The Story of Paerin
As the public face of Singapore’s Pink Dot pride event, Paerin Choa has played a highly visible role as an activist and a representative of the LGBT community over the past decade. This past week, we sat down with Paerin for a little chat about the inner workings of the biggest LGBT event in the country, what inspired him to get involved, what he has learned over the years and his hopes for the future.
Hi Paerin! Why don’t we start by sharing a bit about yourself and the work you do for the LGBT community in Singapore?
I have been part of the Pink Dot (PD) organising committee for the past 8 years. We’re a flat hierarchy comprised entirely out of volunteers, and we all do this outside our day jobs. Since I’m a lawyer by trade, I handle all the legal aspects of the campaign. I am also the spokesperson for Pink Dot; I handle media interviews and corporate relations with the help of another committee member.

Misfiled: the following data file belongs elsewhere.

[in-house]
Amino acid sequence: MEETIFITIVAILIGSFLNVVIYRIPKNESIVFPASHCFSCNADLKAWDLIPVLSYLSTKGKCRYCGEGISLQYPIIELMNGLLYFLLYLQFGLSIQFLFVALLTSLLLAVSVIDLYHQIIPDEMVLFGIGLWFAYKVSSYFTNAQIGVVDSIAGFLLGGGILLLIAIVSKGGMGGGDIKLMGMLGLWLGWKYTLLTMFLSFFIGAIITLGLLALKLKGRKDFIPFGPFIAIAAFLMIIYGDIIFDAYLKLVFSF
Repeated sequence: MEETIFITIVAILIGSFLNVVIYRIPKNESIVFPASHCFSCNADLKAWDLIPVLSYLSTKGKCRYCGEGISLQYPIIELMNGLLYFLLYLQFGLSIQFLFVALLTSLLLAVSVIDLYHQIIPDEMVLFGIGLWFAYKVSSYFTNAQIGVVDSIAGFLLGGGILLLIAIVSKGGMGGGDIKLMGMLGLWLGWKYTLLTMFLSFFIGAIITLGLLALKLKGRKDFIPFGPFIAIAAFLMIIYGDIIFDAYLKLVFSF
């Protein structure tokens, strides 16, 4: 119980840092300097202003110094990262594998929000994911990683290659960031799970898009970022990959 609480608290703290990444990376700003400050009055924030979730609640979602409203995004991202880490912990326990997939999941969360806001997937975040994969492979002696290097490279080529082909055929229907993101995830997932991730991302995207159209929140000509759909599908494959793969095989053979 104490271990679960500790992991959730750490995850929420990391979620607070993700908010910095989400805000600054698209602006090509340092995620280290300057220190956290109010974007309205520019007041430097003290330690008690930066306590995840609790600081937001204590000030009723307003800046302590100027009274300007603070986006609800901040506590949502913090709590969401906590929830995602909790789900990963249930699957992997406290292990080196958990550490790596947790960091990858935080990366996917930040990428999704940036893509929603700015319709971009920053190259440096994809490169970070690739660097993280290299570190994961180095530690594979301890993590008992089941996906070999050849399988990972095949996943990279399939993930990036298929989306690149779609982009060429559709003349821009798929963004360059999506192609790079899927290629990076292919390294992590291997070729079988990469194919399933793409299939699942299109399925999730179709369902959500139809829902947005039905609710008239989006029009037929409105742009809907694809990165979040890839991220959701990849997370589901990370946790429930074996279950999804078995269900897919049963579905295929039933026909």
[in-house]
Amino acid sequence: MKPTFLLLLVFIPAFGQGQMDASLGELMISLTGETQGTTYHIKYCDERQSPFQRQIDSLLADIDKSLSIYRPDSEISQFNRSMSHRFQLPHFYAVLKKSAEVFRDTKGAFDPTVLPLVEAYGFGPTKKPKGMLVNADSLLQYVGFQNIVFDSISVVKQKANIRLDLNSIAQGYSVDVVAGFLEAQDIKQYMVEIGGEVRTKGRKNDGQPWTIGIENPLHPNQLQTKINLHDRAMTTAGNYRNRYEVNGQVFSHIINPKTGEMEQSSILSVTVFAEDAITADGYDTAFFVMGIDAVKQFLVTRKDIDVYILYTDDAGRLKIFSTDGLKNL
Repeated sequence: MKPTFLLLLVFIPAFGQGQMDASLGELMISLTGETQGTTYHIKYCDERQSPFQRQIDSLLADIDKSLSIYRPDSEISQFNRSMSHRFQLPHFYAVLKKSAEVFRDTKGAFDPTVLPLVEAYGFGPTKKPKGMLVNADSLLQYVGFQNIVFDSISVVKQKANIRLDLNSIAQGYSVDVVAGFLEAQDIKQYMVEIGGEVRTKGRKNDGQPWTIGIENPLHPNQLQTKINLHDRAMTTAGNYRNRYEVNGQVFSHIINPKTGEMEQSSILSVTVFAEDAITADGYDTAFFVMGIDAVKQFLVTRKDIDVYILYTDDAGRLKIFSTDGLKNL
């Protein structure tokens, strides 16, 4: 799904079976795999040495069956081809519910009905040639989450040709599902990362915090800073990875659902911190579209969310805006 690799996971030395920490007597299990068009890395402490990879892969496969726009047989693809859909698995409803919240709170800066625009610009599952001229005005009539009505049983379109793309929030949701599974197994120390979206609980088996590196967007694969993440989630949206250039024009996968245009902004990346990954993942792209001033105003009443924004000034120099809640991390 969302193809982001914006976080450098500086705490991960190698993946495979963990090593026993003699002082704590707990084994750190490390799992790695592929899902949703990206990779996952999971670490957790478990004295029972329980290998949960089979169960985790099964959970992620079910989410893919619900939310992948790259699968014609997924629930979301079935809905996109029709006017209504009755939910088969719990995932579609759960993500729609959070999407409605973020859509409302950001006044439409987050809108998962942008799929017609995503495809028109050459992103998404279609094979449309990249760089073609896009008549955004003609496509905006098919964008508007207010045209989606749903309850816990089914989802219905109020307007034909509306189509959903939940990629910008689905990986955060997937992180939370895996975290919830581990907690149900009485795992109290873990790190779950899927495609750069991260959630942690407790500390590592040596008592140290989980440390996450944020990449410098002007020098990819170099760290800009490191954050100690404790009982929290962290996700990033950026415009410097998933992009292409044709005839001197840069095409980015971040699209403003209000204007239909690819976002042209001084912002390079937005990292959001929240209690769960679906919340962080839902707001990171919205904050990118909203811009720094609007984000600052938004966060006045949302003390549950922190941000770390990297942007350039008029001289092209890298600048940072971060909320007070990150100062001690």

So what was the impetus for starting Pink Dot?
Back in 2009, it really all started when the rules were relaxed surrounding the use of Hong Lim Park, also known as Speakers’ Corner. You had to get a police permit before you could even make a speech there.
What do you think has contributed to the success of Pink Dot so far?